From the artist...
I made my first mezuzah cases in 1993, one year after I began the process of learning metalsmithing. I was 20 years old, questioning my faith, a Sociology major, and a sophomore in college wanting to understand how something like the Holocaust could have happened. I wanted to prevent future atrocities like this from occurring. I wanted to preserve a tradition. I wanted to know, how could there be a G-d, given the fact of the Holocaust? My first mezuzahs struck a chord within me to such a degree that I felt a need to make more.
My need to preserve tradition was as strong as a baby's drive to crawl and then walk. I proclaimed no faith in G-d but I knew that, as a grandchild of Holocaust survivors, every day I lived was a victory over Nazi brutality. My talent in metal was innate, as I come from a long line of precision tool and die makers and blacksmiths. Using my grandpa's hand tools, and investing any money I had, I designed my line of limited-production mezuzah cases and started my business in 1998, selling them to individuals and stores around the country.
About eight years after making my first cases, I began to study the text on the mezuzah scroll. That's when I went through a spiritual transformation. I felt that the Sh'ma and V'hafta prayers were profound and universal, and that the mezuzah was a gift from G-d, reminding us of how to create sacred space, and ultimately a peaceful world. I designed a tag that would accompany each mezuzah, giving the teaching, so that any human being who wanted to understand and use the mezuzah as part of their personal spiritual practice could. To be honest, nothing makes me feel more important than making Judaica (I am not yet a mother). It is an honor, and it helps me give positive meaning to my family's experience as survivors of the Holocaust.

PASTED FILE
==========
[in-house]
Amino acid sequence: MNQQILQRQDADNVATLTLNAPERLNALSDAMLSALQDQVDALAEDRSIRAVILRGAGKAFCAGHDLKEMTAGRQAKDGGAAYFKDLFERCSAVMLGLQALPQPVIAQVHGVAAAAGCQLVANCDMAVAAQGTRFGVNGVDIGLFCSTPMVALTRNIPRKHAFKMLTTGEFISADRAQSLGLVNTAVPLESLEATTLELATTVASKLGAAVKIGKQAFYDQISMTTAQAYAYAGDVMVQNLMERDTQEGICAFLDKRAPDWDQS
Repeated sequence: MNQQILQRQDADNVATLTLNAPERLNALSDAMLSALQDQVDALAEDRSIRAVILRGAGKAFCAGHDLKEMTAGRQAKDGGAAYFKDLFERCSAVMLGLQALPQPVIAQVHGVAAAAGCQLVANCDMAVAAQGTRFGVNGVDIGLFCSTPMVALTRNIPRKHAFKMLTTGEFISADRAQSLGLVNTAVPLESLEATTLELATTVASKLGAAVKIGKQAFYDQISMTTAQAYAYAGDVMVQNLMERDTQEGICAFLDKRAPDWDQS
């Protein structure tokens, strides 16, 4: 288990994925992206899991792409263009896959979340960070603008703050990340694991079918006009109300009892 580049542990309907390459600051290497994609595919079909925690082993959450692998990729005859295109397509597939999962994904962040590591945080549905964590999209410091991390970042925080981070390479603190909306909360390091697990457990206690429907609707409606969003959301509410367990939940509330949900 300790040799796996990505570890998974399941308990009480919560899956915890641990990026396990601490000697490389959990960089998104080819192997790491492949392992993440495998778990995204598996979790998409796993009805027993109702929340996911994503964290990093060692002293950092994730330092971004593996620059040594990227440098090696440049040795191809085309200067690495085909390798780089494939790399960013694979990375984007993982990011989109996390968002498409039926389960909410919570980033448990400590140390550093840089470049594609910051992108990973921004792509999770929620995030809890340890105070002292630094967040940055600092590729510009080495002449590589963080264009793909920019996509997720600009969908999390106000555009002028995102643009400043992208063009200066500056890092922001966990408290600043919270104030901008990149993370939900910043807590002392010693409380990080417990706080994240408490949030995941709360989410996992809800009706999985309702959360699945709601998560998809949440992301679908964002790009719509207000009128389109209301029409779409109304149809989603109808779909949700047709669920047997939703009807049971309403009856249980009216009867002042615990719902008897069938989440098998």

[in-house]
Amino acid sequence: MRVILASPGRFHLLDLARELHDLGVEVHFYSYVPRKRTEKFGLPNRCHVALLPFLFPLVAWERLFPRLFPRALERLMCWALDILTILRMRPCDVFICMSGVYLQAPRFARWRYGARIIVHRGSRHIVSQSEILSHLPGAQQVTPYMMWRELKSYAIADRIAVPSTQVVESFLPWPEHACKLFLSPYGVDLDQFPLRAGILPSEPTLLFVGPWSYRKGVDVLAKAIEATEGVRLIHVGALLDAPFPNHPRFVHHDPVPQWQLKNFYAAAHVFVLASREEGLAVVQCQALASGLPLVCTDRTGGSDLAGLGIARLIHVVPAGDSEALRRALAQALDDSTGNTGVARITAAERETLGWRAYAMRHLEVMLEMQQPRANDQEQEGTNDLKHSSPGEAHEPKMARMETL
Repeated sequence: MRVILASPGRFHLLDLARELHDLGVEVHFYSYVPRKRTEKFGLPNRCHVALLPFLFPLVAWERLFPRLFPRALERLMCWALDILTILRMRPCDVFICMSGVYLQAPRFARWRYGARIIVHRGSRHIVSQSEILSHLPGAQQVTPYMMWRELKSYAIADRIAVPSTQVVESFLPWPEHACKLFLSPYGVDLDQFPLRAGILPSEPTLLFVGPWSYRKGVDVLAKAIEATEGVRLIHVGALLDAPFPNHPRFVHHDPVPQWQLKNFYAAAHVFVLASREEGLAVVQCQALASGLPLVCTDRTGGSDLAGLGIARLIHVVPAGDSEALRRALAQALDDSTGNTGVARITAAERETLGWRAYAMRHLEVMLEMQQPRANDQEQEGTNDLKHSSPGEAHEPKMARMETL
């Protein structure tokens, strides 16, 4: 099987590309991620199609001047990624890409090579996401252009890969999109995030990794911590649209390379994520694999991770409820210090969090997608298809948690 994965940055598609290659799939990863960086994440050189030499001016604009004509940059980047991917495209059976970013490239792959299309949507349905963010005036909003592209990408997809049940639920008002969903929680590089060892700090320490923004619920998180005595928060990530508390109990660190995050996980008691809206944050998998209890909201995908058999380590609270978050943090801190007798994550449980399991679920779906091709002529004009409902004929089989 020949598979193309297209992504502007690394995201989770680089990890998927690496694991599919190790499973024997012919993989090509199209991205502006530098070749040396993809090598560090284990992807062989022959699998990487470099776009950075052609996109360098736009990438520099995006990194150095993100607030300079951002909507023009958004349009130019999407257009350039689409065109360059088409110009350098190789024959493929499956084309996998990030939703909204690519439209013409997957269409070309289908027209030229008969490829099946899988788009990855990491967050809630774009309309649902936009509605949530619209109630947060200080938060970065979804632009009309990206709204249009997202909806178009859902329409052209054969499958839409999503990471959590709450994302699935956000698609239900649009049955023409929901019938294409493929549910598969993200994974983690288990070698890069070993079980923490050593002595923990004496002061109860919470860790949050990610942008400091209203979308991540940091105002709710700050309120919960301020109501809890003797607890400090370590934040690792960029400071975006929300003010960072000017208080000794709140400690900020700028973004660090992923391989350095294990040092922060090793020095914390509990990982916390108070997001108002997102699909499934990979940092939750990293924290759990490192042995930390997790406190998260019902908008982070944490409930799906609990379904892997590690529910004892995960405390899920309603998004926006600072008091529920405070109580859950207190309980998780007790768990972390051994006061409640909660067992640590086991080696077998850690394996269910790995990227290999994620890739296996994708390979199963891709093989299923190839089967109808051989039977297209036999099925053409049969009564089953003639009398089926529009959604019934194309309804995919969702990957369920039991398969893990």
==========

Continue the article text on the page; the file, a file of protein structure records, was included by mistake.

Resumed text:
Personally, I believe that the teachings within Judaism are universal. The Source of Life (G-d) is the same for everyone, regardless of faith affiliation. I use my Judaica to teach people of all faiths how we Jews see G-d—as being everywhere and a part of everything; that there is a vast oneness here on earth; and that we are all interconnected. I want to create a peaceful world through the making of Judaica. Once I began this spiritual path, why would I want to make anything else? As an artist, I refuse to make things just because I know they will sell, such as a Star of David. I make jewelry of the Hebrew letter shin because the meanings are universal: shaddai, protection; Shekhinah, feminine presence of G-d; sh'ma, not just "hear" but understand, and of course shalom, peace.
As my work moves forward with the Women's Torah Project, I plan to create a crown that both glorifies the beauty in the meaning and tradition of studying Torah and also encourages a dialogue among Jews and non-Jews on the meaning of Torah. As women, we are naturally compassionate as we give birth to all nations. May this women-scribed Torah usher in an era of greater compassion and understanding of one another and of our most holy treasure. May we do justice to this historical and life-changing event, through our art and in representing this Torah to our people and all people who encounter it.